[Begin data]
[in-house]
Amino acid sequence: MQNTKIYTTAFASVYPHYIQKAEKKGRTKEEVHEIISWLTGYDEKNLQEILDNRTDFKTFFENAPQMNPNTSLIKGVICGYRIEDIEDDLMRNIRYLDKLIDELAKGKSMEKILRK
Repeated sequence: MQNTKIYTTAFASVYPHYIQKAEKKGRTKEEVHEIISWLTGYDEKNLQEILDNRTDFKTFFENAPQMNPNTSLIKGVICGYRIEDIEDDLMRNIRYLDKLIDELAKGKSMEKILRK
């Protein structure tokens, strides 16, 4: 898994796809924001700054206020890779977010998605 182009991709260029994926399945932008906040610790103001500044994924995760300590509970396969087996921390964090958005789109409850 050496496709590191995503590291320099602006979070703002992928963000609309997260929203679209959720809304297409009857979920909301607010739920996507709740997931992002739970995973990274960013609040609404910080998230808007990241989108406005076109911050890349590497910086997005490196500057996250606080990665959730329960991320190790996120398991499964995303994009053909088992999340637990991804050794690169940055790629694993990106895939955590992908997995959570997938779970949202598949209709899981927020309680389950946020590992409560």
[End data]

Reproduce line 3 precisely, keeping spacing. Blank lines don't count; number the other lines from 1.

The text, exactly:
Repeated sequence: MQNTKIYTTAFASVYPHYIQKAEKKGRTKEEVHEIISWLTGYDEKNLQEILDNRTDFKTFFENAPQMNPNTSLIKGVICGYRIEDIEDDLMRNIRYLDKLIDELAKGKSMEKILRK